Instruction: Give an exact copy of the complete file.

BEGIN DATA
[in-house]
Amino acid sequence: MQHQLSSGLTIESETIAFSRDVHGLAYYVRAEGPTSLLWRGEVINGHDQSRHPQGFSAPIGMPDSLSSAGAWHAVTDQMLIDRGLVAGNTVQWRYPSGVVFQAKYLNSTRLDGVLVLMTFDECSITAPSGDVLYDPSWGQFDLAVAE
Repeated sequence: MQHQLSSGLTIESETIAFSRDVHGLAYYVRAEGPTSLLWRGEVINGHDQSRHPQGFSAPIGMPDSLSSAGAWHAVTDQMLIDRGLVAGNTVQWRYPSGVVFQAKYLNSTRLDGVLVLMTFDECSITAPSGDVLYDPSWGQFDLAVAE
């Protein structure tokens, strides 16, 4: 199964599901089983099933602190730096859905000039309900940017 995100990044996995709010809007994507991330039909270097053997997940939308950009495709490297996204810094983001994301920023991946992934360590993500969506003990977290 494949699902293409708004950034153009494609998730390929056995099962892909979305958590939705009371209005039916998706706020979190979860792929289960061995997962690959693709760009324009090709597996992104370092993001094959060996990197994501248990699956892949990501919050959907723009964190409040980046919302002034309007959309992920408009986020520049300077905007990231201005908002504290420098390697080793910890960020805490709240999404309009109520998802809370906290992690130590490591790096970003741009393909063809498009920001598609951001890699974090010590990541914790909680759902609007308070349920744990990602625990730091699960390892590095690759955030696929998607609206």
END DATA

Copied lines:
[in-house]
Amino acid sequence: MQHQLSSGLTIESETIAFSRDVHGLAYYVRAEGPTSLLWRGEVINGHDQSRHPQGFSAPIGMPDSLSSAGAWHAVTDQMLIDRGLVAGNTVQWRYPSGVVFQAKYLNSTRLDGVLVLMTFDECSITAPSGDVLYDPSWGQFDLAVAE
Repeated sequence: MQHQLSSGLTIESETIAFSRDVHGLAYYVRAEGPTSLLWRGEVINGHDQSRHPQGFSAPIGMPDSLSSAGAWHAVTDQMLIDRGLVAGNTVQWRYPSGVVFQAKYLNSTRLDGVLVLMTFDECSITAPSGDVLYDPSWGQFDLAVAE
């Protein structure tokens, strides 16, 4: 199964599901089983099933602190730096859905000039309900940017 995100990044996995709010809007994507991330039909270097053997997940939308950009495709490297996204810094983001994301920023991946992934360590993500969506003990977290 494949699902293409708004950034153009494609998730390929056995099962892909979305958590939705009371209005039916998706706020979190979860792929289960061995997962690959693709760009324009090709597996992104370092993001094959060996990197994501248990699956892949990501919050959907723009964190409040980046919302002034309007959309992920408009986020520049300077905007990231201005908002504290420098390697080793910890960020805490709240999404309009109520998802809370906290992690130590490591790096970003741009393909063809498009920001598609951001890699974090010590990541914790909680759902609007308070349920744990990602625990730091699960390892590095690759955030696929998607609206």